The Italian Pavilion had something that drew my attention, then stunned me. An organization demonstrated a blade server (nothing new) with storage frame (also nothing new) and a fully redundant chassis for the blade server (a 2N configuration for those that understand high availability constructions). So far, nothing new. Then I was floored: this company, Revenge.it, puts 240 cores in each chassis on their blades, making the entire stack just 15U tall! This is one of the densest ‘cans’ I’ve ever seen! Ten years ago, this stack standing barely a foot and a half tall, replaces the functionality of a warehouse of servers of the old variety; imagine 480 old free-standing HP, IBM, or Dell servers; this replaces them. Each blade has its own power supply, which is even more astounding (and redundant for those that care). Fabulous. Ingenious. And apparently, sold heavily to NATO.
After a brief intermission, I landed in the ASEAN pavilions– China, Taiwan, Korea (there is only one at CeBIT), and a spot called the Golden Mall. Here was the more interesting consumer and small business innovation. There were tablet/pads galore on display. Few were shipping, but I saw dozens of varieties ranging from too small to be useful through to very large (18″x11″) with vivid, battery eating displays. Batteries were there. Bags. WiFi gear. Cables, OEM whitebox computers. Cameras. Storage of every flavor and type. One booth had nothing but flashdrive housings. Another showed brilliant do-it-yourself mobile phone covers. Still another had highly advanced microwave transceivers.
Famous organizations like ASUS and MSI had large stands with interesting varieties of gear. Some of their stands showed what Americans think of as ASUS and MSI like netbooks and vivid displays,but a few strange items were displayed as well. One that comes to mind was a Roomba-like vacuum cleaner robot from MSI that tried frequently to vacuum up crumbs, but never quite got them. I wonder if it was full; it couldn’t hold very much given its size.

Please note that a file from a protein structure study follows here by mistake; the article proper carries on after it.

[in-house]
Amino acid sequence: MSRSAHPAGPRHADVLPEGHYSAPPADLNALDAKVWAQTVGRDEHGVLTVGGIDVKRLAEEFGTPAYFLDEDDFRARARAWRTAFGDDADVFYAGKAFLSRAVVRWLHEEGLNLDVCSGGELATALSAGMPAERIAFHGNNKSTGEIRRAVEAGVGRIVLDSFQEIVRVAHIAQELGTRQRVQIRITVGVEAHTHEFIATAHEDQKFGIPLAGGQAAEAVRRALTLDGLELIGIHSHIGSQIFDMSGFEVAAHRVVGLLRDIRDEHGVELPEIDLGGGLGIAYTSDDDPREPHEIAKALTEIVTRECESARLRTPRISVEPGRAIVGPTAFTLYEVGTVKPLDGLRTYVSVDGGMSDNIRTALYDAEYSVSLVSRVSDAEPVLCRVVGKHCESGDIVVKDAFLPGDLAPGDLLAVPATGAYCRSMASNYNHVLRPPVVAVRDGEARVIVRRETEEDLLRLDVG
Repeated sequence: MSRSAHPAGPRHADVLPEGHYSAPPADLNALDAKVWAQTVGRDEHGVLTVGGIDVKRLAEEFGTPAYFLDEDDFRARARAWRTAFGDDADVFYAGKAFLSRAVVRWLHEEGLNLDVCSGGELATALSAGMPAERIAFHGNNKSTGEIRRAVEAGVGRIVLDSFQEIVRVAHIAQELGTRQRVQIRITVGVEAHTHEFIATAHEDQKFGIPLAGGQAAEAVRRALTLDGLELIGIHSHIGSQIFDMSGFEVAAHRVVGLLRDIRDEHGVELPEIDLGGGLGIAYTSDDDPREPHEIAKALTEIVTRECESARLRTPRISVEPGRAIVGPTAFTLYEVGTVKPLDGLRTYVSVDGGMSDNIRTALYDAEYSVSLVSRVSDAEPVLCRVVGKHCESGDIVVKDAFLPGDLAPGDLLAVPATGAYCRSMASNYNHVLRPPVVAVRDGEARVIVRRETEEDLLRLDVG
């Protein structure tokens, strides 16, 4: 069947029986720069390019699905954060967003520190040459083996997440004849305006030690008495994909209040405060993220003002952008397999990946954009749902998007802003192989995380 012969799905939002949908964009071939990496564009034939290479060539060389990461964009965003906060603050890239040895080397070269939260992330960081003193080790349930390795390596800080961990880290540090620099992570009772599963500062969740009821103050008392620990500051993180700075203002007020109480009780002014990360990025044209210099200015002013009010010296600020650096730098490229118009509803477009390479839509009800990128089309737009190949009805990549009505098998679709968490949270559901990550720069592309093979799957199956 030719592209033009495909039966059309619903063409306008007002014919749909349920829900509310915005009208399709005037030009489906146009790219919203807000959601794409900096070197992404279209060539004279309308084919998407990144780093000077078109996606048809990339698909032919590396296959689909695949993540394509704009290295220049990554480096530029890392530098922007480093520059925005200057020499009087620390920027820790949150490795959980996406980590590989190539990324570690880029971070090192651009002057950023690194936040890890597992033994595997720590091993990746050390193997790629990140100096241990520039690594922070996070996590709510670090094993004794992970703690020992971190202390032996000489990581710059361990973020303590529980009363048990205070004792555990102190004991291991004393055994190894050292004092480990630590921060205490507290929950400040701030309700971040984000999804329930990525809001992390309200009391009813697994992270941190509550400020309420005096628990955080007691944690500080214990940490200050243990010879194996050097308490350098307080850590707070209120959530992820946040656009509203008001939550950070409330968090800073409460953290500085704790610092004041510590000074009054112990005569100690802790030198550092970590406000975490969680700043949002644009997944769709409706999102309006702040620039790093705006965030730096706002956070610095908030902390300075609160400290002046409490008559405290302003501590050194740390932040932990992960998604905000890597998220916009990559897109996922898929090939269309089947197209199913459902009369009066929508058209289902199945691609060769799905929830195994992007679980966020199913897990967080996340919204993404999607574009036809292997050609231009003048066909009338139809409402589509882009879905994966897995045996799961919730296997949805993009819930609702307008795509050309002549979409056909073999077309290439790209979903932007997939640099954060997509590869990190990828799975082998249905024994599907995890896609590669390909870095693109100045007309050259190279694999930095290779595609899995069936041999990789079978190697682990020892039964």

MSI Vacuum. Little whirring whiskers. Not so good.
There were interesting cameras, some with helmet mounts, others the type you might see watching you in a NYC taxi. There was higher-end gear, like routers, FC switches, and industrial servers. One organization I ran into had high-density 1U servers and drive cages, all ready to accept whatever program loads you’d like.
In Hall 2, one of CeBIT’s largest, were the iron mongers. IBM had a Z-series mainframe as well as a bladeserver to heat up the chilly late-winter German air inside the Hall. In theme with all-things-cloud CeBIT trend, I listened to an IBM rep, who tried to explain cloud to several doubtful looking executives, in English. It seemed, in my discussions with many people at CeBIT, that cloud is a hassle in the EU for many reasons, much amounting to privacy. I don’t think they really get cloud in the EU… a handful understand, but there’s amazing reluctance to try it.
IBM's Cloudy Vision of The Cloud
Microsoft pushed Cloud. The color is Azure.
I look for signs that the rest of the world has some how pulled ahead of the US in one technology direction or another. Leadership and the pride that goes with it is important. The strong technology focus in the US and Canada have been a source of important changes. I don’t see much change in this area; the EU progresses more slowly, sometimes with a Rodney Dangerfield problem.
Apple, whose product appeared in many places but not because Apple was an exhibitor at CeBIT, used the CeBIT event like a cowbird– announcing the iPad 2 so as to take the media frenzy to advantage. They did this at CES. They’ll do it at other events, too. Free ride for Apple.